The intended and unintended effects of Train

By: Fernando Fajardo February 01,2018 - 11:18 PM

The government has four major functions or objectives in the economy. One is to promote efficiency in the allocation of the nation’s scarce resources to their best and highest use. Second is to promote equity in the way the produce of the nation is distributed among the different sectors in our society.

Third is the maintenance of economic stability such as to prevent high inflation, high unemployment rates, and highly fluctuating exchange rate.

Last is the attainment of rapid and sustainable economic growth that could lead to higher level of development of the nation in the long run.

To achieve these objectives, the government may intervene in the economy by way of macroeconomic policies to influence the level of economic activity to its desired pace and direction.

One of these macroeconomic policies is fiscal policy which involves the use of government power to tax and spend using the money collected from taxes in certain activities that may directly or indirectly encouraged more business activities.

The government, through the central bank may also use monetary policy which involves controlling the money supply and interest rate to influence the level of investment. It may also use trade policies to expand exports.

Government policies when used will always have an effect on the way we live, conduct business, or plan the future.

These effects may be intended, which is usually good, or unintended which generally are not good because they lead to certain undesirable outcomes.

One recent government intervention concerns the use of government power of taxation to raise more revenues for the Build, Build and Build program and other activities of the present administration.

This new intervention is Package 1 of the Tax Reform for Acceleration and Inclusion or the Train Law.

With the additional revenues, the Train will allow the government to invest in the people through infrastructure, education, health, housing, and social protection.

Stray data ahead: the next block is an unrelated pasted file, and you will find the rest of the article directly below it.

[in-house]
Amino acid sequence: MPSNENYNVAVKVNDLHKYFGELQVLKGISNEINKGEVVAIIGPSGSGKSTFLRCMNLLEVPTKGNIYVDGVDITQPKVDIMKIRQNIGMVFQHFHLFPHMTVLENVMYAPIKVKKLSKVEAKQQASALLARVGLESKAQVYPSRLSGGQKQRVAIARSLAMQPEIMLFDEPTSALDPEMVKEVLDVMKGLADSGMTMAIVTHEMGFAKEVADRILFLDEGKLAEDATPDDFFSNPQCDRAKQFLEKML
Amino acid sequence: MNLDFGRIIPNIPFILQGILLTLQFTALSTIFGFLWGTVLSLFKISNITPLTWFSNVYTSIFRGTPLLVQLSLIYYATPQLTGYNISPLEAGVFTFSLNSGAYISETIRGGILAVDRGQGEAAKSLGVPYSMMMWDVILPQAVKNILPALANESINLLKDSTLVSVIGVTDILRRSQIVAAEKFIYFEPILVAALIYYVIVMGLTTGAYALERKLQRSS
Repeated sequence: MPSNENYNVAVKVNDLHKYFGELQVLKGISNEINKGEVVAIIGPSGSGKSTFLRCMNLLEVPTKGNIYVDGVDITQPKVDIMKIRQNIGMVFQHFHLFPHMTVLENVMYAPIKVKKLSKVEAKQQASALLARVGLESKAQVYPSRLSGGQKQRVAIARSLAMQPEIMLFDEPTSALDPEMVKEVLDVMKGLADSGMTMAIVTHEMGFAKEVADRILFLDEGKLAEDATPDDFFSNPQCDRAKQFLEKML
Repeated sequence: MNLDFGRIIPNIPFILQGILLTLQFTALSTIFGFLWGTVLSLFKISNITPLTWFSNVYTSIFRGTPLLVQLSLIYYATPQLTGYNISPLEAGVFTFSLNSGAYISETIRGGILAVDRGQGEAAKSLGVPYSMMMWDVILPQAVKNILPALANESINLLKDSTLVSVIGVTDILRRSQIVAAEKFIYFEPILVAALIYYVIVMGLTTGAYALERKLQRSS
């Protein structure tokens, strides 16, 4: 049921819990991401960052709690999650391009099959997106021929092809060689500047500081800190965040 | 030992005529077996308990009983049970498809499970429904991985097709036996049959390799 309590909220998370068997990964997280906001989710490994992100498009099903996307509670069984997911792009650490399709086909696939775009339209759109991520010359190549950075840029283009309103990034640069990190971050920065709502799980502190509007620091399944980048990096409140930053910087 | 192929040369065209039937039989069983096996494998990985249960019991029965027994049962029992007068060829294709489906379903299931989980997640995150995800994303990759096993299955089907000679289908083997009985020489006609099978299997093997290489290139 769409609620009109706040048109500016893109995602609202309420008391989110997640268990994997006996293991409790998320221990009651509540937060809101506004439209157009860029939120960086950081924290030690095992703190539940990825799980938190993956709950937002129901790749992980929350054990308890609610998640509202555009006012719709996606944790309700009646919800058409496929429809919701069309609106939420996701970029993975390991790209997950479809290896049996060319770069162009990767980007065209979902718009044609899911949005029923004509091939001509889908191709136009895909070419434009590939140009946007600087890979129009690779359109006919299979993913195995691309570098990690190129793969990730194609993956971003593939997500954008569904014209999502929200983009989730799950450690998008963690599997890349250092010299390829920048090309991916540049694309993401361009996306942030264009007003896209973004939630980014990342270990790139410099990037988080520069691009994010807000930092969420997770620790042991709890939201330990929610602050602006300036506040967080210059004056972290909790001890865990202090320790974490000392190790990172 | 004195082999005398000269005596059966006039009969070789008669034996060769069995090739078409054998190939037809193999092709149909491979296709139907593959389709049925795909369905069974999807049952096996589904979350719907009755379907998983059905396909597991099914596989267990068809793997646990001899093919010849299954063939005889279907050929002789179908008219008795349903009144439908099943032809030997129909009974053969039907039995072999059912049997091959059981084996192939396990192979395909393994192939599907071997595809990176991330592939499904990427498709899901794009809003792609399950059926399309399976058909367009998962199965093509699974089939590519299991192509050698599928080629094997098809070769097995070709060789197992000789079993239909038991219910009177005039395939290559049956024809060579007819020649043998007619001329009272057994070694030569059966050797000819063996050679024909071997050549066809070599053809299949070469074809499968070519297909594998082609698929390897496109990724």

As designed, Package 1 provides for reduction in income tax rates of the taxpayers except for the highest income bracket.

Everyone earning 250,000 pesos annually or less are now exempt from paying taxes while those earning more up to 8 million pesos will pay their taxes at reduced rates than before.

Only that part of the income in excess of 8 million will be levied the highest rate of 35 percent.

As a result, the government will suffer a reduction in income tax collection.

However, this will be more than compensated by the new or additional taxes on consumption — the excise taxes on certain commodities and the removal of a number of exemptions under the existing value added tax system now in operation for many years.

As intended, the first package of the Train will help the economy to grow faster.

The GDP will be boosted as a result of higher household consumption due to lower income tax and the cash transfers.

The increased economic activity is buoyed by increased household consumption and increased investments.

Increased consumption and investment will mean faster economic growth.

This is the acceleration part of the Train.

There is a lot of fear that the Train, because of the new consumption taxes, may raise the prices of many things. However, the government maintains that the increase in prices or inflation is low and within the BSP’s target range.

It believes that the increase in excise taxes will only raise inflation by 0.42% in 2018, but will quickly dissipate in succeeding years.

This may not be true.

No less than Secretary of Economic Planning, Ernesto Pernia, has said that the inflation may increase to more than four percent with the Train this year from the around three percent last year without the Train.

The government also believes the first package of the Train will create about half a million jobs over the next half-decade and could lift up to 250,000 Filipinos out of poverty over the same period.

Package 1 can generate PHP 134 billion.

If at least half of that is invested in infrastructure, 67,000 jobs can be directly generated in construction, and almost 70,000 jobs can be created in the rest of the economy, for a total of 137,000 jobs.

More jobs means more income for many people.

This is the inclusion part of the Train where more people are now benefited by development.

Faster and inclusive economic growth are the intended benefits of the Train which is essential to reducing our high incidence of poverty.

But there are also unintended consequences.

One of this is the redistributive effect of the Train on the welfare of the poor people who, because they are already exempted from income tax payment because of their low income, are not benefited at all from the bonanza that comes with higher level of tax exemptions and lower tax rates of income in excess of the exempted amount.

Meanwhile, rich and poor alike pay the same amount of tax when they buy the things now affected by the excise taxes.

With the negative effect of the Train on the poor, they are actually made poorer relative to the well-off who are greatly benefited by the Train from the reduction in their income taxes.

This is just one of the unintended effects of the Train.

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